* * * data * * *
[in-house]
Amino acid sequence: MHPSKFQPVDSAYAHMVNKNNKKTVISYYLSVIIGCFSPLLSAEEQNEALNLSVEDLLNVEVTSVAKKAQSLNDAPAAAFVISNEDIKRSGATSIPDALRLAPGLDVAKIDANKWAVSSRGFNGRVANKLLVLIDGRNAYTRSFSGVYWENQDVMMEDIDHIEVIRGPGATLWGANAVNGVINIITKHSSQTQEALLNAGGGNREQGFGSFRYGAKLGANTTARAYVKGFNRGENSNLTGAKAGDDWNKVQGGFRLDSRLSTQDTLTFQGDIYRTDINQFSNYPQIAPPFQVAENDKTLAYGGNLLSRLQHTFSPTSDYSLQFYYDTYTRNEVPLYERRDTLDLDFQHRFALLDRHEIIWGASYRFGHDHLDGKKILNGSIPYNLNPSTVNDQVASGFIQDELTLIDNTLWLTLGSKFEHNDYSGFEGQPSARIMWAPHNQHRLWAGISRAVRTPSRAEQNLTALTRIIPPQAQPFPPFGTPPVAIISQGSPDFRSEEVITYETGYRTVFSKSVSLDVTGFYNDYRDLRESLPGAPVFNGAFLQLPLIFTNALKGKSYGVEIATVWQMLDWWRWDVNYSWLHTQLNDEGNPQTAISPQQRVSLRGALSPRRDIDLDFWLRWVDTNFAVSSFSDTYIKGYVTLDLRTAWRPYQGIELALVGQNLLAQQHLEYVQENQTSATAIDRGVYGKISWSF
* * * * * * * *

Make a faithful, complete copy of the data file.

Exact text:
[in-house]
Amino acid sequence: MHPSKFQPVDSAYAHMVNKNNKKTVISYYLSVIIGCFSPLLSAEEQNEALNLSVEDLLNVEVTSVAKKAQSLNDAPAAAFVISNEDIKRSGATSIPDALRLAPGLDVAKIDANKWAVSSRGFNGRVANKLLVLIDGRNAYTRSFSGVYWENQDVMMEDIDHIEVIRGPGATLWGANAVNGVINIITKHSSQTQEALLNAGGGNREQGFGSFRYGAKLGANTTARAYVKGFNRGENSNLTGAKAGDDWNKVQGGFRLDSRLSTQDTLTFQGDIYRTDINQFSNYPQIAPPFQVAENDKTLAYGGNLLSRLQHTFSPTSDYSLQFYYDTYTRNEVPLYERRDTLDLDFQHRFALLDRHEIIWGASYRFGHDHLDGKKILNGSIPYNLNPSTVNDQVASGFIQDELTLIDNTLWLTLGSKFEHNDYSGFEGQPSARIMWAPHNQHRLWAGISRAVRTPSRAEQNLTALTRIIPPQAQPFPPFGTPPVAIISQGSPDFRSEEVITYETGYRTVFSKSVSLDVTGFYNDYRDLRESLPGAPVFNGAFLQLPLIFTNALKGKSYGVEIATVWQMLDWWRWDVNYSWLHTQLNDEGNPQTAISPQQRVSLRGALSPRRDIDLDFWLRWVDTNFAVSSFSDTYIKGYVTLDLRTAWRPYQGIELALVGQNLLAQQHLEYVQENQTSATAIDRGVYGKISWSF